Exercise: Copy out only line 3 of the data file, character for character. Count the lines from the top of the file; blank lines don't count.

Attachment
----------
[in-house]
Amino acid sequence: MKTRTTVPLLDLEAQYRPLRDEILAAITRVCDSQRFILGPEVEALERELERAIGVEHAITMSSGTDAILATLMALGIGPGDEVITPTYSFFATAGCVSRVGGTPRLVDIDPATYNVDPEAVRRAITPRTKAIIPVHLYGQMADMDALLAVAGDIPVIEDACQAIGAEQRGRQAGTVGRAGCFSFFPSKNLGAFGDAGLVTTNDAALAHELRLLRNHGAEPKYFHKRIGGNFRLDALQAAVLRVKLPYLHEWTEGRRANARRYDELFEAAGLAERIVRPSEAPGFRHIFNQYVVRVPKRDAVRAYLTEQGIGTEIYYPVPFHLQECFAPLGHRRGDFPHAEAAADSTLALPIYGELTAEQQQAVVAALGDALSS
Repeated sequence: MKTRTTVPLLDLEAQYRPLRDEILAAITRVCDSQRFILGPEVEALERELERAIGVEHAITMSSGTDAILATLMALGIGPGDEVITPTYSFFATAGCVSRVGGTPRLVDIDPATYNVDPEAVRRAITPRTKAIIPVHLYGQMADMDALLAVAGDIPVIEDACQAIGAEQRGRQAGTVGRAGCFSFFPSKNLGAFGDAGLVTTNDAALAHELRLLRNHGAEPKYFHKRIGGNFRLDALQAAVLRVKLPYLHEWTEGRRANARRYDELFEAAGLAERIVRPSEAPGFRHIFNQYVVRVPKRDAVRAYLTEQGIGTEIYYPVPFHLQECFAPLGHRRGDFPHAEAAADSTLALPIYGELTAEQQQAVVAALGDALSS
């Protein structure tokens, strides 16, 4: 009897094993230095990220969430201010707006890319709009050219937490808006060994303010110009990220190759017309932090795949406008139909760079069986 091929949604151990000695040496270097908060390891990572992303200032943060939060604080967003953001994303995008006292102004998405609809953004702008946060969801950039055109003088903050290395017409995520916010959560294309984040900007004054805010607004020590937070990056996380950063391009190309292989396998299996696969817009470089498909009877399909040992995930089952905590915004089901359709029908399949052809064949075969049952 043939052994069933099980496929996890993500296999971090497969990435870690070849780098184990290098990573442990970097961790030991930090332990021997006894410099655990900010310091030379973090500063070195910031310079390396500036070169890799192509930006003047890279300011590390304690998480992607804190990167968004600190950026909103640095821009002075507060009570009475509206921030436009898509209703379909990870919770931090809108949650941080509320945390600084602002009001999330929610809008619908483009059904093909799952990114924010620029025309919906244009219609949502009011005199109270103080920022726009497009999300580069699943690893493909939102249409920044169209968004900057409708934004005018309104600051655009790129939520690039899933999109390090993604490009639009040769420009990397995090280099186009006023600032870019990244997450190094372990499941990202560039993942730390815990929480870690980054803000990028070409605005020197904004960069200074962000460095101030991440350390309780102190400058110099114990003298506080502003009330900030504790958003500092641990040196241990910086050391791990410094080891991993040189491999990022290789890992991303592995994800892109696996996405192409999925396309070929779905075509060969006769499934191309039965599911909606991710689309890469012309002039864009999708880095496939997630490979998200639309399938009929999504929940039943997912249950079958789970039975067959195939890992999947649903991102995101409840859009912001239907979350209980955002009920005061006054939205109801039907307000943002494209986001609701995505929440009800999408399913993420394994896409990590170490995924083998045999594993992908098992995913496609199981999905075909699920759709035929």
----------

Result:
Repeated sequence: MKTRTTVPLLDLEAQYRPLRDEILAAITRVCDSQRFILGPEVEALERELERAIGVEHAITMSSGTDAILATLMALGIGPGDEVITPTYSFFATAGCVSRVGGTPRLVDIDPATYNVDPEAVRRAITPRTKAIIPVHLYGQMADMDALLAVAGDIPVIEDACQAIGAEQRGRQAGTVGRAGCFSFFPSKNLGAFGDAGLVTTNDAALAHELRLLRNHGAEPKYFHKRIGGNFRLDALQAAVLRVKLPYLHEWTEGRRANARRYDELFEAAGLAERIVRPSEAPGFRHIFNQYVVRVPKRDAVRAYLTEQGIGTEIYYPVPFHLQECFAPLGHRRGDFPHAEAAADSTLALPIYGELTAEQQQAVVAALGDALSS